Simchowicz (1911) considered ‘Alzheimer’s disease’ as only a severe form of senile dementia. Ziehen (1911) does not mention the disease in his major review of senile dementia. In a meeting of the New York Neurological Society, Ramsay Hunt (Lambert, 1916) asked Lambert, the presenter of a case of ‘Alzheimer’s disease’ that ‘he would like to understand clearly whether he made any distinction between the so-called Alzheimer’s disease and senile dementia’ other than … in degree and point of age’. Lambert agreed suggesting that, as far as he was concerned, the underlying pathological mechanisms were the same (Lambert, 1916). Lugaro (1916) wrote: ‘For a while it was believed that a certain agglutinative disorder of the neurofibril could be considered as the main “marker” (contrassegno) of a presenile form [of senile dementia], which was “hurriedly baptized” ( fretta battezzate) as “Alzheimer’s disease” ‘ (p. 378). He went on to say that this state is only a variety of senile dementia. Simchowicz (1924), who had worked with Alzheimer, wrote ‘Alzheimer and Perusini did not know at the time that the plaques were typical of senile dementia [in general] and believed that they might have discovered a new disease’ (p. 221). These views, from men who lived in Alzheimer’s and Kraepelin’s time, must be taken seriously (for a detail discussion of these issues see Berrios, 1990a).
Of late there has been an attempt to rewrite the history of AD. After having been lost for years, the case notes of Auguste D., the first patient with AD, were found in the late 1990s (Maurer and Maurer, 1998). As mentioned above the original report by Alzheimer (1907) clearly stated that Auguste suffered from severe confusion, delusions, hallucinations, focal symptoms, and on post mortem her brain showed plaques, tangles and, most importantly, arteriosclerotic changes. As if to confirm the ontology of AD, Graeber et al. (1998) reported that in tissue sections belonging to this case they confirmed the presence of neurofibrillar tangles and amyloid plaques. Most interestingly, and given that vascular changes are currently not supposed to be a diagnostic criterion, these authors have put Alzheimer right by stating that Auguste’s brain showed no arteriosclerotic lesions. Furthermore, they report that the apolipoprotein E (ApoE) genotype of Auguste was ϵ3/ϵ3, ‘indicating that mutational screening of the tissue is feasible’.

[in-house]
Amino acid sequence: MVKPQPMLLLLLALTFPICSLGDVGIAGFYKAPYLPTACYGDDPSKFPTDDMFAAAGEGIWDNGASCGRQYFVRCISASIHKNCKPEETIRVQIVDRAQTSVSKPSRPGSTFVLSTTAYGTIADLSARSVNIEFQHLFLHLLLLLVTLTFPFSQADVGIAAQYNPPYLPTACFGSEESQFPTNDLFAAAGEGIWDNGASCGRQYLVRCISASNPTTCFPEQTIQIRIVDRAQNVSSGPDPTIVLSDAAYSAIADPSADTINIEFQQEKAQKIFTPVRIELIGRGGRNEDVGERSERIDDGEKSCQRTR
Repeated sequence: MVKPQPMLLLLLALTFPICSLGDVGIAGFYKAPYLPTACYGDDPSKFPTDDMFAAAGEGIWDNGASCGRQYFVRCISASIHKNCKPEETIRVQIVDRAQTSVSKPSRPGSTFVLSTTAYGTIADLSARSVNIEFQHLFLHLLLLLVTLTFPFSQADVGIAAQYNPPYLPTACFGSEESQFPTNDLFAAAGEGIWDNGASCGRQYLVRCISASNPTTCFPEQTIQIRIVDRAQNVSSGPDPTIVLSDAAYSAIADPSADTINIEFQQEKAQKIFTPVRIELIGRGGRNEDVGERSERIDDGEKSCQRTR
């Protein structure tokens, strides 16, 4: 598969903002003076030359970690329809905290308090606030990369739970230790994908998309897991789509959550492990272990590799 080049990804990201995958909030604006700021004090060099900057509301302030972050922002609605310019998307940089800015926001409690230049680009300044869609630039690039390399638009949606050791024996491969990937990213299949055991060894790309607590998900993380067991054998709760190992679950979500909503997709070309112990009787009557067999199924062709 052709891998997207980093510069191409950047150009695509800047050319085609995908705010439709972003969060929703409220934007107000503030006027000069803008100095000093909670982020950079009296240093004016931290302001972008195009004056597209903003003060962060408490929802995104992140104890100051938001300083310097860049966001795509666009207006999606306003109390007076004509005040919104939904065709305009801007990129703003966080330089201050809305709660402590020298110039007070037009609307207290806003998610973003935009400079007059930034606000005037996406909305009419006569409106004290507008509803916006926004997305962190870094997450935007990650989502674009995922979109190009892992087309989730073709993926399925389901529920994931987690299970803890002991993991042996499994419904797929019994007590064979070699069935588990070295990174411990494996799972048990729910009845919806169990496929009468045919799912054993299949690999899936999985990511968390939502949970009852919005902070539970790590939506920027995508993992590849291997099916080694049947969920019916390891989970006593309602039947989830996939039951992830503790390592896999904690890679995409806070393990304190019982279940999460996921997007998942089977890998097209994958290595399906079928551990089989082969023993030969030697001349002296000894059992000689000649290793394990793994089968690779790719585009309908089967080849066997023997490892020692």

On the basis of these findings, can one say that back in 1910 Kraepelin was, after all, right in claiming that Alzheimer had ‘discovered’ a new disease? The answer has to be that one must judge his decision in terms of what Kraepelin knew at the time and of the academic pressure he was under. He knew what Alzheimer’s report stated in 1907, what the latter might have verbally added, and upon Kraepelin’s perusal of Auguste’s case notes, which were requested by him from Frankfurt (indeed this is the reason why they were lost for such a long time). In clinical terms, Auguste was not a ‘typical’ case. At 51 she had delusions, hallucinations and Alzheimer’s reported arteriosclerotic changes. None of these features is mentioned in Kraepelin’s original claim. The question is, why?
It is also interesting that the so-called ‘second case’ of Alzheimer’s (Graeber et al., 1997), Johann F., reported in 1911, is now considered to have suffered a ‘plaques-only’ form of AD. The same authors suggest that knowledge of this case may have encouraged Kraepelin to report the discovery by Alzheimer of a new disease. Unfortunately, there is no evidence that Kraepelin knew of this case when he was writing the relevant section of the 8th edition of his Lehrbuch. More to the point is that he knew of Perusini’s review (1909) as he himself had asked the young Italian assistant to collect four cases. In addition to Auguste D. (which includes more information than that provided by Alzheimer in 1907), Perusini reviewed the cases of Mr. R.M., a 45-year-old basket maker who had epileptic seizures, of Mrs. B.A. a 65-year-old who had marked clinical features of myxoedema, and Schl. L, a 63-year-old who had suffered from syphilis since 1870, was Romberg positive, had a pupillary syndrome and heard voices. Since these are likely to have been the cases on which Kraepelin based his decision to construct the new disease, it would be interesting if the neuropathology and neurogenetics of the other three cases (Auguste’s has already been done) were to be investigated.
Alistair Burns MPhil, MD, FRCP, FRCPsych
Professor of Old Age Psychiatry,
John O’Brien MA, DM, FRCPsych
Professor of Old Age Psychiatry,
Institute for Ageing and Health,
University of Newcastle upon Tyne,
Newcastle upon Tyne, UK
David Ames BA, MD, FRCPsych, FRANZCP
Professor of Psychiatry of Old Age,
University of Melbourne, St George’s Hospital, Melbourne,
German Berrios BA (OXFORD), MD, DM H.C. HEIDELBERG, FRCPsych, FBPSS
University of Cambridge Department of Psychiatry,